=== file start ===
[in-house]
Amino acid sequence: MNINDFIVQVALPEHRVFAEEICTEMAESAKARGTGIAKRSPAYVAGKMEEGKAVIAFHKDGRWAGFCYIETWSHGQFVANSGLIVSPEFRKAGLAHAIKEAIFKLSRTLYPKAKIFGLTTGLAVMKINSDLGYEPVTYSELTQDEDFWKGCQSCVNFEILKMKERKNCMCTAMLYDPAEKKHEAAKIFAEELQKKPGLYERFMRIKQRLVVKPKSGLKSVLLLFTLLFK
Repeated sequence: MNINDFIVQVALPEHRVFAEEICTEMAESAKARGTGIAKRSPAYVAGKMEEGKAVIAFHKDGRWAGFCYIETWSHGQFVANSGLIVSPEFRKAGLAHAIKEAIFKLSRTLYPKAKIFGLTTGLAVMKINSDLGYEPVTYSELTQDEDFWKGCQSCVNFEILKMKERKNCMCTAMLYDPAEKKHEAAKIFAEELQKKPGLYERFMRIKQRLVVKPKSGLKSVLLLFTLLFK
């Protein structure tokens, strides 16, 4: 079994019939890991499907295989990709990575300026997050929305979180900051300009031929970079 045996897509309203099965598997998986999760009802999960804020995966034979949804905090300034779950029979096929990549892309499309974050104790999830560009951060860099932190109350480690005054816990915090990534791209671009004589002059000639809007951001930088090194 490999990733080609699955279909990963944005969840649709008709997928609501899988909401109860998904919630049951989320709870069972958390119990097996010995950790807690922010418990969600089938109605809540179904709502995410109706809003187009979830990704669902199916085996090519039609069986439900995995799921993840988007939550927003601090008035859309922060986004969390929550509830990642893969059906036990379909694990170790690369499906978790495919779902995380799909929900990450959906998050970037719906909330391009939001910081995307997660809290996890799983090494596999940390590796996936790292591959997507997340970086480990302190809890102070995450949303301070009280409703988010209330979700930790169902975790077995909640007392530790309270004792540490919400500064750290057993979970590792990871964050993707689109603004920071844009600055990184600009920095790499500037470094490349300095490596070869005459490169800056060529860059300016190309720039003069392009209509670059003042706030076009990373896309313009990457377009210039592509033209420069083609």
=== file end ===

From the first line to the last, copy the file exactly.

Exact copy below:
[in-house]
Amino acid sequence: MNINDFIVQVALPEHRVFAEEICTEMAESAKARGTGIAKRSPAYVAGKMEEGKAVIAFHKDGRWAGFCYIETWSHGQFVANSGLIVSPEFRKAGLAHAIKEAIFKLSRTLYPKAKIFGLTTGLAVMKINSDLGYEPVTYSELTQDEDFWKGCQSCVNFEILKMKERKNCMCTAMLYDPAEKKHEAAKIFAEELQKKPGLYERFMRIKQRLVVKPKSGLKSVLLLFTLLFK
Repeated sequence: MNINDFIVQVALPEHRVFAEEICTEMAESAKARGTGIAKRSPAYVAGKMEEGKAVIAFHKDGRWAGFCYIETWSHGQFVANSGLIVSPEFRKAGLAHAIKEAIFKLSRTLYPKAKIFGLTTGLAVMKINSDLGYEPVTYSELTQDEDFWKGCQSCVNFEILKMKERKNCMCTAMLYDPAEKKHEAAKIFAEELQKKPGLYERFMRIKQRLVVKPKSGLKSVLLLFTLLFK
């Protein structure tokens, strides 16, 4: 079994019939890991499907295989990709990575300026997050929305979180900051300009031929970079 045996897509309203099965598997998986999760009802999960804020995966034979949804905090300034779950029979096929990549892309499309974050104790999830560009951060860099932190109350480690005054816990915090990534791209671009004589002059000639809007951001930088090194 490999990733080609699955279909990963944005969840649709008709997928609501899988909401109860998904919630049951989320709870069972958390119990097996010995950790807690922010418990969600089938109605809540179904709502995410109706809003187009979830990704669902199916085996090519039609069986439900995995799921993840988007939550927003601090008035859309922060986004969390929550509830990642893969059906036990379909694990170790690369499906978790495919779902995380799909929900990450959906998050970037719906909330391009939001910081995307997660809290996890799983090494596999940390590796996936790292591959997507997340970086480990302190809890102070995450949303301070009280409703988010209330979700930790169902975790077995909640007392530790309270004792540490919400500064750290057993979970590792990871964050993707689109603004920071844009600055990184600009920095790499500037470094490349300095490596070869005459490169800056060529860059300016190309720039003069392009209509670059003042706030076009990373896309313009990457377009210039592509033209420069083609």